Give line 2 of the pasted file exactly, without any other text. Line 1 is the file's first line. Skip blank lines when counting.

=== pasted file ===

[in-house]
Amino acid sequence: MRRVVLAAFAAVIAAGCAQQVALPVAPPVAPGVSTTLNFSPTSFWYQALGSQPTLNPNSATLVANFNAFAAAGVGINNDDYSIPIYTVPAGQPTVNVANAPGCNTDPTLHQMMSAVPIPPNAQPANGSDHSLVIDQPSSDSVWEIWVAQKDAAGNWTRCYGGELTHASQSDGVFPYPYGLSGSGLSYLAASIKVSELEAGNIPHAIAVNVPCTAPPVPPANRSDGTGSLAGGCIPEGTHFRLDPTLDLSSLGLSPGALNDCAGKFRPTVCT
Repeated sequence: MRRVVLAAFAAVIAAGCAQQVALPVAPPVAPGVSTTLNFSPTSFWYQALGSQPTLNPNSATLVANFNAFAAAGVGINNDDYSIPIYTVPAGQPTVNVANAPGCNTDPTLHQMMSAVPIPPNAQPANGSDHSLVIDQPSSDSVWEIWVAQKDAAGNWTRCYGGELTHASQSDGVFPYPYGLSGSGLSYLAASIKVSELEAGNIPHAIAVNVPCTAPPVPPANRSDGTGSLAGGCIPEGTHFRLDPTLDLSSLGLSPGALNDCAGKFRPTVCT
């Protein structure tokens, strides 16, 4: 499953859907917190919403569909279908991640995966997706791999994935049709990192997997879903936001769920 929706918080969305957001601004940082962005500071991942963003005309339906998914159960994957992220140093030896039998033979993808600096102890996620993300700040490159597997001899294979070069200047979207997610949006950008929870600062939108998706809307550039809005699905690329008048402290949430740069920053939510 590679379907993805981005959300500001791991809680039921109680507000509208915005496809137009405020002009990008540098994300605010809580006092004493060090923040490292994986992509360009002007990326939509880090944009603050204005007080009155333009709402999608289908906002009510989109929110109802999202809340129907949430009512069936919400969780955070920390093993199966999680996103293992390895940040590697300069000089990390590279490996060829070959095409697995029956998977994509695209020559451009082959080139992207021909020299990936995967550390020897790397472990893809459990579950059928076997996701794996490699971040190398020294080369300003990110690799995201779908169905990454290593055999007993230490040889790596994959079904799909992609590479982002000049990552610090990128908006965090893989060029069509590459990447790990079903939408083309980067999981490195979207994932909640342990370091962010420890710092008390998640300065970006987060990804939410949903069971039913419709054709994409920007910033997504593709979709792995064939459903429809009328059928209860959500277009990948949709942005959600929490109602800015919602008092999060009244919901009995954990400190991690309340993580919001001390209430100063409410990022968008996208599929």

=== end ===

Amino acid sequence: MRRVVLAAFAAVIAAGCAQQVALPVAPPVAPGVSTTLNFSPTSFWYQALGSQPTLNPNSATLVANFNAFAAAGVGINNDDYSIPIYTVPAGQPTVNVANAPGCNTDPTLHQMMSAVPIPPNAQPANGSDHSLVIDQPSSDSVWEIWVAQKDAAGNWTRCYGGELTHASQSDGVFPYPYGLSGSGLSYLAASIKVSELEAGNIPHAIAVNVPCTAPPVPPANRSDGTGSLAGGCIPEGTHFRLDPTLDLSSLGLSPGALNDCAGKFRPTVCT